A new shark-inspired sensor technology has been able to spot subtle underwater electric fields, scientists at Purdue University announced this week.
Shark Sensors Detecting Underwater Electric Fields
These new sensors were inspired by a specialized organ found in the mouths of sharks. This is called the ampullae of Lorenzini. As described in the published research paper, this sensor technology works in the same way as the organ.
Namely, it detects subtle electrical signals emitted by lifeforms in the ocean. For sharks, this is their primary means of chasing after prey. For humans, though, this could open up a whole new world of exploration.
In terms of scientific research, this advanced type of sensors could significantly improve marine life study methods. Being able to tell where animals are more accurately than ever before could help increase our understanding of their behavior. In might also help understand more about the ecosystems they live in.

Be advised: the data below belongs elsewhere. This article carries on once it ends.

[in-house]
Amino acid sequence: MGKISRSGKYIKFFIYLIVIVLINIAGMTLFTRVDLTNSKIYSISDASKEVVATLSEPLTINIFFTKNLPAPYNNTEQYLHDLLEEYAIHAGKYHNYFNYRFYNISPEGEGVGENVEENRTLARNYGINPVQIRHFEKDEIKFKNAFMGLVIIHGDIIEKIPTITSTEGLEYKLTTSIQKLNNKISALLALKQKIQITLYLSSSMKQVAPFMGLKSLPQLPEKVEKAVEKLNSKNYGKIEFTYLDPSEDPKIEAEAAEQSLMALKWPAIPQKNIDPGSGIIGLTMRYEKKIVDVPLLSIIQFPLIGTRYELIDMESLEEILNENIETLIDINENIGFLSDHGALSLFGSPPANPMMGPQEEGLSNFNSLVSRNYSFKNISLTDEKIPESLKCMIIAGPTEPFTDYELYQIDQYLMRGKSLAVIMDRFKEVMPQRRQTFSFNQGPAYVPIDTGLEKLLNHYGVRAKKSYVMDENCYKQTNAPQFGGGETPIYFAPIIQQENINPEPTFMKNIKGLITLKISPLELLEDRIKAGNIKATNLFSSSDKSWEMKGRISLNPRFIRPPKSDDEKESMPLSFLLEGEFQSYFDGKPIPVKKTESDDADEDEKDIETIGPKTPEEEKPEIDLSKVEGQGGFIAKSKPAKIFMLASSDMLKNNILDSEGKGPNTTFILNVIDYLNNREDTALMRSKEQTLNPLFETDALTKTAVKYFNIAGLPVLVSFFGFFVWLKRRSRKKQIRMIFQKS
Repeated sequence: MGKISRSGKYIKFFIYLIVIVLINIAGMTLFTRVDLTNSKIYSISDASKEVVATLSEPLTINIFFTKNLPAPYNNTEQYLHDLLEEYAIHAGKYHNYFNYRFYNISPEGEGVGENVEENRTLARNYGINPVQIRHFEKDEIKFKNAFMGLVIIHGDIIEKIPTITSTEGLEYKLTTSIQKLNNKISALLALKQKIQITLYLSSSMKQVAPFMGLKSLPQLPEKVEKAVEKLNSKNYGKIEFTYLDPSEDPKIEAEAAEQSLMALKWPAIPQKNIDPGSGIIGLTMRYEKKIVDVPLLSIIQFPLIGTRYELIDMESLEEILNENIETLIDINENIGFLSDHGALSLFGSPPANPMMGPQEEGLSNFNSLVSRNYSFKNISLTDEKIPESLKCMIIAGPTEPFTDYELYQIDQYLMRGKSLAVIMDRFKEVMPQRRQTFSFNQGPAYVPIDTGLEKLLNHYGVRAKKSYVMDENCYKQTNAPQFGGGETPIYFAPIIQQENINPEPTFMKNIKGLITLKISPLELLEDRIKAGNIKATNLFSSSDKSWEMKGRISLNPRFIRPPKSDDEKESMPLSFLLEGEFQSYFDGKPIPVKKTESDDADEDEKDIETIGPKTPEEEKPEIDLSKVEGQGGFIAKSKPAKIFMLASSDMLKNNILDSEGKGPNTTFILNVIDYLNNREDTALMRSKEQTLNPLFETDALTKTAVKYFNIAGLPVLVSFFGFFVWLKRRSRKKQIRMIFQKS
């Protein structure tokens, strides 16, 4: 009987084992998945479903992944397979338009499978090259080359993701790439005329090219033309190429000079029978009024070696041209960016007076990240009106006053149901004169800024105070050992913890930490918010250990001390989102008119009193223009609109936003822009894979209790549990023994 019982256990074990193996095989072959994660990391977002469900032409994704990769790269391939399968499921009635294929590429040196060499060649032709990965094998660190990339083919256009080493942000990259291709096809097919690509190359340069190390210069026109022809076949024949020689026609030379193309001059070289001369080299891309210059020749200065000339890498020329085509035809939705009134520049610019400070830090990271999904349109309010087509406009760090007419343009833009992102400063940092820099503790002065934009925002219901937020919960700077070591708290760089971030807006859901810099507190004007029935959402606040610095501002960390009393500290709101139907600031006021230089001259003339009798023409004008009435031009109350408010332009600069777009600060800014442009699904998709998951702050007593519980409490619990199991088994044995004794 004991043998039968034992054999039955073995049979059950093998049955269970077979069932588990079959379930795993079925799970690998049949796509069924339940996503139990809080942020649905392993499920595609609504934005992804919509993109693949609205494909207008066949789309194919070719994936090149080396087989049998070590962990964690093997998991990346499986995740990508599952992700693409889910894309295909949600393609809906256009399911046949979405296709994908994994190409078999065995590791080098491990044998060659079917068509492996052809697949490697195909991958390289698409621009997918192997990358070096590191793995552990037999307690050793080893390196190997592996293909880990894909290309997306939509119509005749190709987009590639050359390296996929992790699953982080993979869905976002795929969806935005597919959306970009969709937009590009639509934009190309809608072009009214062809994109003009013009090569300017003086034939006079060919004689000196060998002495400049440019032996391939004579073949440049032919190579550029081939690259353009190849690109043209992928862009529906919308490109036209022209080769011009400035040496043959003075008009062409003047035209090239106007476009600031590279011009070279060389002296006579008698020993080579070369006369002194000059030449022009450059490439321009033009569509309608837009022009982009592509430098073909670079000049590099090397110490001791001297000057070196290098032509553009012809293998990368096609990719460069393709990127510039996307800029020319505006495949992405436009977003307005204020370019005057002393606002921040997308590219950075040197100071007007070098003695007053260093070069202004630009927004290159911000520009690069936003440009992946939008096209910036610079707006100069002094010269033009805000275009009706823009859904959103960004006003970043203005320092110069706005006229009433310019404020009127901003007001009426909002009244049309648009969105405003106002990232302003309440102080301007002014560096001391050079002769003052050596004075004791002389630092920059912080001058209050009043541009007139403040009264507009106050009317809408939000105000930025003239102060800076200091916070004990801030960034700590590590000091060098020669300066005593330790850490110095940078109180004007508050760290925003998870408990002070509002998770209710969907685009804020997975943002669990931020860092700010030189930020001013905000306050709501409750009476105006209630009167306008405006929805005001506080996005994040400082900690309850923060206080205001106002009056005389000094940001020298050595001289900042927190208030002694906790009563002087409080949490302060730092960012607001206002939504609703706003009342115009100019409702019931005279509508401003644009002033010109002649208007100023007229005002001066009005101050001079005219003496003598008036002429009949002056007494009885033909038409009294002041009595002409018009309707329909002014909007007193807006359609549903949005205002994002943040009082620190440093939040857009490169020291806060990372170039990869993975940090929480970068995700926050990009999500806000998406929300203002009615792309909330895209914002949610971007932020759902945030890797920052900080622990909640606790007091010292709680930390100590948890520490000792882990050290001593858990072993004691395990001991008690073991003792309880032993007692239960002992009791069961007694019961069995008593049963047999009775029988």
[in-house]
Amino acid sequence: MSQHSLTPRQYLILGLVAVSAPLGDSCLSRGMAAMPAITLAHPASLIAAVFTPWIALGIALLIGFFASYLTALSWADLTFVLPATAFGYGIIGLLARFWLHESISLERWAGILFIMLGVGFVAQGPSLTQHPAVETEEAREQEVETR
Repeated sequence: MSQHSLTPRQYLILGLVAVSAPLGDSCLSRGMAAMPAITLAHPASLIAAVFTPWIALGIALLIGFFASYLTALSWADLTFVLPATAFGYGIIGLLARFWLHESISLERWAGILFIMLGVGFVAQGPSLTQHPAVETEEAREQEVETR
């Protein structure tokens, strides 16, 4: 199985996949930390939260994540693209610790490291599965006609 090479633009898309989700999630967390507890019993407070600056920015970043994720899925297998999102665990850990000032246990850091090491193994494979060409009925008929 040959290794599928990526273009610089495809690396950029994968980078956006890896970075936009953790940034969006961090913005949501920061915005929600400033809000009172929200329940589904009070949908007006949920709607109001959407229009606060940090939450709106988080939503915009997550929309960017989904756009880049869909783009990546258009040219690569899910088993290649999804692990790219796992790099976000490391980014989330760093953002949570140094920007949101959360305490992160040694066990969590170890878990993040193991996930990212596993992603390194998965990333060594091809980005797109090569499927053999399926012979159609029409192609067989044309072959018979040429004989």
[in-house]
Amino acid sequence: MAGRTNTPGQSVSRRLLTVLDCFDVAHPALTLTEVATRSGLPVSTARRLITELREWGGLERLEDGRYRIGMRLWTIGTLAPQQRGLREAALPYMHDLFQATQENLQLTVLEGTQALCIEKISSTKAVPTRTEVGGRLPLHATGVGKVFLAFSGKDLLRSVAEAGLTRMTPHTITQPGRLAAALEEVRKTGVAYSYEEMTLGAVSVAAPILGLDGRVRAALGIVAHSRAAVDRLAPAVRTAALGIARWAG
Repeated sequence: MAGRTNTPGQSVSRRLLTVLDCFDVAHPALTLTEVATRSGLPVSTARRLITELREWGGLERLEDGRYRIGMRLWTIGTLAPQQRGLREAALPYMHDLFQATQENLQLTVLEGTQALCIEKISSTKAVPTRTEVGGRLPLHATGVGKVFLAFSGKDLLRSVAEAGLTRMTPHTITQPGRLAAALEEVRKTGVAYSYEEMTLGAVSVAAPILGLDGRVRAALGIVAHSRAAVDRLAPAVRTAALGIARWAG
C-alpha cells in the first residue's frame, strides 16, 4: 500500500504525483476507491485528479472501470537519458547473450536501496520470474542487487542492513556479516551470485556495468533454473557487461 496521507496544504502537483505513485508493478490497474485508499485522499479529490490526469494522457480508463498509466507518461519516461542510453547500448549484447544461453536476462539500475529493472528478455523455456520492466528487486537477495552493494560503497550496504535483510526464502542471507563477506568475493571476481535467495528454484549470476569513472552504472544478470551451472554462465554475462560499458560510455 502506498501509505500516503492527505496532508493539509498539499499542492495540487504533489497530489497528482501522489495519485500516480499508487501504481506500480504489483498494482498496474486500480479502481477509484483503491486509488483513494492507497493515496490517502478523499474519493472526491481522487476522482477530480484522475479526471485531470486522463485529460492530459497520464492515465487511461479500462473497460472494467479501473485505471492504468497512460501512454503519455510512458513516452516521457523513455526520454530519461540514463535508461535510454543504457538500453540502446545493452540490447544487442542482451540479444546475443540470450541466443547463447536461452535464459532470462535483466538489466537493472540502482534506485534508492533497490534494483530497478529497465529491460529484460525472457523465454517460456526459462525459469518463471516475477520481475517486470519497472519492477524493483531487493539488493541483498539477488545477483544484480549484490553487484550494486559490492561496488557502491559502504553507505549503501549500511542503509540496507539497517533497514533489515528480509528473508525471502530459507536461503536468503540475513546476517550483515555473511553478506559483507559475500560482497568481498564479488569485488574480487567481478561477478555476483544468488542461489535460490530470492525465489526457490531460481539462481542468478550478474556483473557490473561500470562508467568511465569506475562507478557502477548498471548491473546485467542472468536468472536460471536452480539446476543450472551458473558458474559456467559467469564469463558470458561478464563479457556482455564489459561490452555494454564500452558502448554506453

These sensors can also work at varying depth levels. This means it might now be easier to explore the currently unknown depths of the ocean without fear.
Ship-based travel could also be safer thanks to the ability to detect underwater electric fields. This way, captains will have a better idea of where other entities are in the waters around and below them, helping avoid accidents.
The research team developed these sensors by using samarium nickelate. This has the ability to conduct protons. The special properties of this compound allow the protons to pass in and out of it harmlessly.
This can cause a phase change that seamlessly turns it from conductor to insulator. It also makes it more transparent and slightly larger as it swells with protons. It’s also resistant to corrosion, meaning it can stay underwater close to indefinitely should nothing attack or destroy it.
While tests are still being run to see what this sensor can do, it’s already proving to be remarkably similar to the animal organ it’s based on. Should things pan out as they seem to be headed, undersea study and exploration might take a huge leap forward into the future.
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